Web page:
Fifteen officers will join a solo motorcycle training class in May to join the department’s Traffic Company. (Jessica Christian/S.F Examiner)

SFPD adds more traffic cops to their ranks

Street scofflaws beware: More traffic cops will soon roam San Francisco’s streets.

At a Friday press conference on distracted driving, city supervisors and the San Francisco Police Department revealed 15 officers will join a solo motorcycle training class in May, the training required to join the department’s Traffic Company.

That’s the second round of training in less than a year to beef up Traffic Company’s ranks, which hit a low of 37 officers last year.

The first class, which kicked off last November, had ten officers make the grade, said Supervisor Sandra Fewer, who represents the Richmond District.

Fewer said the increased training is a sign that SFPD Chief Bill Scott is taking street safety seriously — which is especially key as two people were struck and killed by drivers in Fewer’s district just this year.

“I think they feel the importance as we do,” Fewer said.

She and Supervisor Rafael Mandelman met with Scott to urge him to boost motorcycle-riding traffic cops, after a hearing revealed there were only 37 such cops on the road. SFPD said they need 80 such officers to adequately patrol The City.

Fewer said she thinks SFPD can reach 80 officers in traffic company in “two or three years,” and that they’ll get support from the Board of Supervisors to do so. Notably, SFPD doesn’t necessarily hire officers into Traffic Company, it trains already-hired officers to transfer into the division.

Meanwhile, at Friday’s press conference the San Francisco Municipal Transportation Agency, SFPD and city supervisors revealed their newest distracted driving campaign, part of the education component of Vision Zero, the effort to reduce city traffic fatalities to zero by 2024.

April is also Distracted Driving Awareness Month, and the agencies revealed some startling statistics to help spread awareness on the need to put phones down while driving.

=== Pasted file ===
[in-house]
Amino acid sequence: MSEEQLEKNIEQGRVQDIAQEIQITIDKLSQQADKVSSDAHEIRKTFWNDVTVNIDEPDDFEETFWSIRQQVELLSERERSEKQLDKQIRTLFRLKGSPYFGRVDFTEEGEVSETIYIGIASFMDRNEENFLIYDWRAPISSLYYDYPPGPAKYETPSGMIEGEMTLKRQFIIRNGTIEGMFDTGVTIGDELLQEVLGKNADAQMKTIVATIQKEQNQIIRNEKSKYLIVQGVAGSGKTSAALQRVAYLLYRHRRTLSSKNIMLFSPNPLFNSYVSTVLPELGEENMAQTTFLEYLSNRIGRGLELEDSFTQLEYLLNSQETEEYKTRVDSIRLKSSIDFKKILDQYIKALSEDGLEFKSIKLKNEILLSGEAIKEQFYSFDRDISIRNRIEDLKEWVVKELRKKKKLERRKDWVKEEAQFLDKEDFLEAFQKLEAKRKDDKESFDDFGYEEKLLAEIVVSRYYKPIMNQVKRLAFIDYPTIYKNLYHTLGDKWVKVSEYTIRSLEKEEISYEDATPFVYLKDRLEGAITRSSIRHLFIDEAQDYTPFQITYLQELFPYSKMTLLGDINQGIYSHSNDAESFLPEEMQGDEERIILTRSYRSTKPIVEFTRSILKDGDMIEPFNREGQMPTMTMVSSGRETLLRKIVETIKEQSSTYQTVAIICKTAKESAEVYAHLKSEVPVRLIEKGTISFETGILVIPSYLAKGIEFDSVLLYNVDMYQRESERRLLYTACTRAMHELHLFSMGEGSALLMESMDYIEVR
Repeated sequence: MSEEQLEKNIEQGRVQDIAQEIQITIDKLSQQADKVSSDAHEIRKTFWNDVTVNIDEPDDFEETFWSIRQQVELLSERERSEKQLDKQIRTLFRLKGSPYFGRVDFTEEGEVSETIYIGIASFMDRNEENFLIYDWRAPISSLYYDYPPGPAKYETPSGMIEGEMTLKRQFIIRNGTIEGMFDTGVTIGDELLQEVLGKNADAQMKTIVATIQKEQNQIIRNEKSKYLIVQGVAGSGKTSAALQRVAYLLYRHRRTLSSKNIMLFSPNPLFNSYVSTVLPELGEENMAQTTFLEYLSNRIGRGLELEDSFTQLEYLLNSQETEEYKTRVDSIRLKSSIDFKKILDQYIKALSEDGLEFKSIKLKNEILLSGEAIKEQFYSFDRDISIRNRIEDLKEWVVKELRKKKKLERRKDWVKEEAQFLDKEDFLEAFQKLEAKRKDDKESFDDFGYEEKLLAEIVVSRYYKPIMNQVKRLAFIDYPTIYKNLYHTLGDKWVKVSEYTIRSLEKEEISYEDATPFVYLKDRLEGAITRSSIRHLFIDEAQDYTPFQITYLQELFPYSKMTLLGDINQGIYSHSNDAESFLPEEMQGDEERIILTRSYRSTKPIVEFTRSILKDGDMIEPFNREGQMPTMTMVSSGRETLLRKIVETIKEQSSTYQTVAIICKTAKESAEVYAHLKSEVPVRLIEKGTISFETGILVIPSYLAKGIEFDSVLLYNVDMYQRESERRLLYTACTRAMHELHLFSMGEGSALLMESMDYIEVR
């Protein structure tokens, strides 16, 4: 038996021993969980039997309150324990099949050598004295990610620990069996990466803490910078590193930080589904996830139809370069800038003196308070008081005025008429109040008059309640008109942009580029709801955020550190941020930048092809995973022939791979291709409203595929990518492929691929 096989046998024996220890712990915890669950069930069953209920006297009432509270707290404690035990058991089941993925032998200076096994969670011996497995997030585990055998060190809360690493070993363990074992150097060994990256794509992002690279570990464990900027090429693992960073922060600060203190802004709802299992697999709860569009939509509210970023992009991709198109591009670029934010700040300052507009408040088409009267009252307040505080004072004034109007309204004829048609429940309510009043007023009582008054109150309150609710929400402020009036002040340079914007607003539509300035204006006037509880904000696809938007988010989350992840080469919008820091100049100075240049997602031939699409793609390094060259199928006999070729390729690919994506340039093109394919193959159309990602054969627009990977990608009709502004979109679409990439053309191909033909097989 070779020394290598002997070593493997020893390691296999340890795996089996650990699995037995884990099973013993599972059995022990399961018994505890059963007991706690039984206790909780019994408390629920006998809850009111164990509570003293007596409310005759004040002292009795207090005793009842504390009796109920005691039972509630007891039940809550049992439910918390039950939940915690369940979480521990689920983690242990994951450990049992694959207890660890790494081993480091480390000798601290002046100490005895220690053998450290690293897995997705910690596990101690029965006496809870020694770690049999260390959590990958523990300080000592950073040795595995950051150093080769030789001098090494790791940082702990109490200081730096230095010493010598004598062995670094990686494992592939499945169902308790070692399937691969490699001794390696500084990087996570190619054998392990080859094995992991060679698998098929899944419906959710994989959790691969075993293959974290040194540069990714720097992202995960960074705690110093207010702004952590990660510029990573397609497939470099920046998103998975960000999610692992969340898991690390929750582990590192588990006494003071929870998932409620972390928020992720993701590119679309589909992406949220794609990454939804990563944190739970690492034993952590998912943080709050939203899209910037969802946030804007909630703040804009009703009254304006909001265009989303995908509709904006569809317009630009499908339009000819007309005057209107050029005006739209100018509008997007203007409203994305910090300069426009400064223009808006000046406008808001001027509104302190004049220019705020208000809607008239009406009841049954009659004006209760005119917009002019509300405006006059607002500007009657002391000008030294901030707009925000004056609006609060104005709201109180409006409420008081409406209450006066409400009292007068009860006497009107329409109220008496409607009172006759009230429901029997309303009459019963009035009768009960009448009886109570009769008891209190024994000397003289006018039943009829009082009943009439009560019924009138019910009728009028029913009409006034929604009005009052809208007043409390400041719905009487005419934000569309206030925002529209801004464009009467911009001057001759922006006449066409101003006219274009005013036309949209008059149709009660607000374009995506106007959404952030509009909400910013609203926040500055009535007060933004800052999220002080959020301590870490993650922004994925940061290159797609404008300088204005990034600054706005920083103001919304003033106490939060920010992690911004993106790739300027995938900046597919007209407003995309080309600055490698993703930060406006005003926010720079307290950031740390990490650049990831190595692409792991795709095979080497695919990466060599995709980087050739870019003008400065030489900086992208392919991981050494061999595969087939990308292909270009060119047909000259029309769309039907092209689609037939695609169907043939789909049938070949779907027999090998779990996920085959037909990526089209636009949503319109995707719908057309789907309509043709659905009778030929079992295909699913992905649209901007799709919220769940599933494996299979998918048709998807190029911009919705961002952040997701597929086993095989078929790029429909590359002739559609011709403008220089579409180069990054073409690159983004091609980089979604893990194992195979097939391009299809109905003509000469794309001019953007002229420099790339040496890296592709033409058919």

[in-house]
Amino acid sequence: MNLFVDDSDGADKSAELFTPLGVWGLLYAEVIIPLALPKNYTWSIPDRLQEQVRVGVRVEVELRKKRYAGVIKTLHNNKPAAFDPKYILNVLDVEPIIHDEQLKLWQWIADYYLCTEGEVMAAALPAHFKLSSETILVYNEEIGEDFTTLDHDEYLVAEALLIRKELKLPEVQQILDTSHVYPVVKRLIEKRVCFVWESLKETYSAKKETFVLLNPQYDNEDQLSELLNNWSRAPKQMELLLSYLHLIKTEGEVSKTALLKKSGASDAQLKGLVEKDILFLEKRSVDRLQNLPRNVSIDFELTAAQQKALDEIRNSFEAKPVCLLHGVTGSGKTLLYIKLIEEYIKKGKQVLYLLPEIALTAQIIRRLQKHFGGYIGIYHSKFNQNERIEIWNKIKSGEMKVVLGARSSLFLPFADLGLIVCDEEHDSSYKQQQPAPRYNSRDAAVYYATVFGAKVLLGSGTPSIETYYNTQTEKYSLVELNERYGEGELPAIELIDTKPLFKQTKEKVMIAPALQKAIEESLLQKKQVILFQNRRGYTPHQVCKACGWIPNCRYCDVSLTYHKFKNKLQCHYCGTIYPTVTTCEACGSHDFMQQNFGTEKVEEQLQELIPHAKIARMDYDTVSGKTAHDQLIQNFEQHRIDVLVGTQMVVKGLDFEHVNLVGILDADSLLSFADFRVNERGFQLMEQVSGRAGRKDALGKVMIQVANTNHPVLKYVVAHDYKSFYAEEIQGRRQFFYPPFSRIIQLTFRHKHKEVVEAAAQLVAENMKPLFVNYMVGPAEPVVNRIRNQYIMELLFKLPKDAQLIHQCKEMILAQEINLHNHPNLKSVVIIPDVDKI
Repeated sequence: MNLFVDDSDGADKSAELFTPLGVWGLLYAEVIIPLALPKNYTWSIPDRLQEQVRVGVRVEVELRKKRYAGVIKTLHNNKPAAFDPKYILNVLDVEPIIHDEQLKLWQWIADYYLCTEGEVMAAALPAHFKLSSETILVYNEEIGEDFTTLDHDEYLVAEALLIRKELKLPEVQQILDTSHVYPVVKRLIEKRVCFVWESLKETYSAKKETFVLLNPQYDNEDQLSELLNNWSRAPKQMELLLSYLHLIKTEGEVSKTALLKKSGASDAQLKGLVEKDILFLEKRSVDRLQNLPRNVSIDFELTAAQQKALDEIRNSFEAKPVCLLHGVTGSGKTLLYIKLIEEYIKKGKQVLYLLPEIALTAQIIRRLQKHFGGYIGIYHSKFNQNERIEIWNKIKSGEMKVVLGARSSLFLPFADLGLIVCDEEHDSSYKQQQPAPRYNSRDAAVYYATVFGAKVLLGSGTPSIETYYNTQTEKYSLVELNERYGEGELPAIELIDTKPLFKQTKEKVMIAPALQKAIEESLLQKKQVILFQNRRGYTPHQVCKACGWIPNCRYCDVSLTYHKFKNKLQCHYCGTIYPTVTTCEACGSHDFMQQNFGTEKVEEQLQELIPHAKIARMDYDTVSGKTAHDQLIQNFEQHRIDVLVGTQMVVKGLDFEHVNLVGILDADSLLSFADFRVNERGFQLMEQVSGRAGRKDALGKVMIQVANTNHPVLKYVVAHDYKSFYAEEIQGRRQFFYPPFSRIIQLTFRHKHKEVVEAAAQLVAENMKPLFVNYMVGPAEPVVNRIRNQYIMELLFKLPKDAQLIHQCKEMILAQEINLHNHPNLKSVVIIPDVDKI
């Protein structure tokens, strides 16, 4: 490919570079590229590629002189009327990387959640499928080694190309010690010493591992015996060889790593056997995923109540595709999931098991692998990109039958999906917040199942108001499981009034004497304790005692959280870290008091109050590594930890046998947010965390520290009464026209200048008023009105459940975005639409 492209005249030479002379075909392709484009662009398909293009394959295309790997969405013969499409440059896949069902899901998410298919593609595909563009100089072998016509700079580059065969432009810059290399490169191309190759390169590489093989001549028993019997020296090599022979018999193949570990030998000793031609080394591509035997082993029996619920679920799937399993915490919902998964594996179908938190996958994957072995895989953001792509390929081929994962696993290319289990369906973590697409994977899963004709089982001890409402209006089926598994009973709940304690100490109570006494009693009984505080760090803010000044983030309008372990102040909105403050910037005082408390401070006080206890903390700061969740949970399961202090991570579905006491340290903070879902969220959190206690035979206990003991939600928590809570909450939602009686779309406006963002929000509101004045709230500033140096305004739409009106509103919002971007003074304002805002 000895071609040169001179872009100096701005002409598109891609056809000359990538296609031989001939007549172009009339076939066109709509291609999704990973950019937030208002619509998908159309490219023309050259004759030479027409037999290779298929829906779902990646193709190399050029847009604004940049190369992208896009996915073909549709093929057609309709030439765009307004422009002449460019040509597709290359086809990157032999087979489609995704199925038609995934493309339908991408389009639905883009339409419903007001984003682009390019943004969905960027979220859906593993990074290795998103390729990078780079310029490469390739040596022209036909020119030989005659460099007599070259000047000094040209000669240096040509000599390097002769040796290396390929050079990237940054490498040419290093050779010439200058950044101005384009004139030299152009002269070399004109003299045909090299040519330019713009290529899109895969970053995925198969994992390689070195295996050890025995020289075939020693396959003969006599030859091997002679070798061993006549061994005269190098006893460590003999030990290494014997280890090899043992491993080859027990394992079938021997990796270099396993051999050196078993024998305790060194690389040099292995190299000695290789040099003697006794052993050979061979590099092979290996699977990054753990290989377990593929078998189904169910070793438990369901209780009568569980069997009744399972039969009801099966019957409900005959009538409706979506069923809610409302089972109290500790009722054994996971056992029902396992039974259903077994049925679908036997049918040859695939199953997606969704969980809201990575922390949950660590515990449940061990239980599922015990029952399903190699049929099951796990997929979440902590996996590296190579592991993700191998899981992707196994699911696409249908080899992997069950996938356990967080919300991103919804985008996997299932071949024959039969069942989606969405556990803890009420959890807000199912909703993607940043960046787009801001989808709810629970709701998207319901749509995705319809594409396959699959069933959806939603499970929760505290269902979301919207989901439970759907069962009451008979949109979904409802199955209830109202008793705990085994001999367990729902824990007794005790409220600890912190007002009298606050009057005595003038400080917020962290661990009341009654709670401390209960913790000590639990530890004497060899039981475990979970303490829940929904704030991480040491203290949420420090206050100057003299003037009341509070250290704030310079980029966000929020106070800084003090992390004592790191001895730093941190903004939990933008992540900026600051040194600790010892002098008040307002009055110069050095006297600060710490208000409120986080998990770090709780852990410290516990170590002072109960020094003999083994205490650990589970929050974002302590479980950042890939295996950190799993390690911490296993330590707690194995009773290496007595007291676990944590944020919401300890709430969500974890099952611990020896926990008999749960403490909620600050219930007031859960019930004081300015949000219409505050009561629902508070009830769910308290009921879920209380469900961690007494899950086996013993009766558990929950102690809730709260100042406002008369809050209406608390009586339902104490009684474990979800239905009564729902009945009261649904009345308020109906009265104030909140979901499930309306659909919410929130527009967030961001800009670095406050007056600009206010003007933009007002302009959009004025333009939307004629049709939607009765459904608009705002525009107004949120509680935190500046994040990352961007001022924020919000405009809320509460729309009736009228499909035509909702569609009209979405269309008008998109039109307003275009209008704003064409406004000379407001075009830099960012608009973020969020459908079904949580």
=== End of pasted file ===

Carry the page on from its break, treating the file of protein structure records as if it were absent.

Texting or using an app on your phone while driving makes a driver 23 times more likely to swerve or crash a vehicle, according to SFMTA.

“According to Virginia Tech Transportation Institute, five seconds is the average time a person’s eyes are off the road while texting. If the person is driving at 55 mph, that’s the equivalent of driving the length of an entire football field blindfolded!” SFMTA wrote on its website revealing the distracted driving campaign.

As part of Distracted Driving Awareness Month, SFMTA will run ads highlighting these statistics on Muni buses and light rail vehicles, and SFPD will put its new traffic cops to good use — they’ll conduct citation operations, essentially stings focused on distracted drivers using their cell phones while on the road.

Richmond District residents who are interested in hearing new efforts to combat dangerous streets are invited to attend the Central Richmond Traffic Safety Open House on Monday, April 15, 6-8 p.m., at the Richmond Rec Center, which Supervisor Fewer will be hosting.

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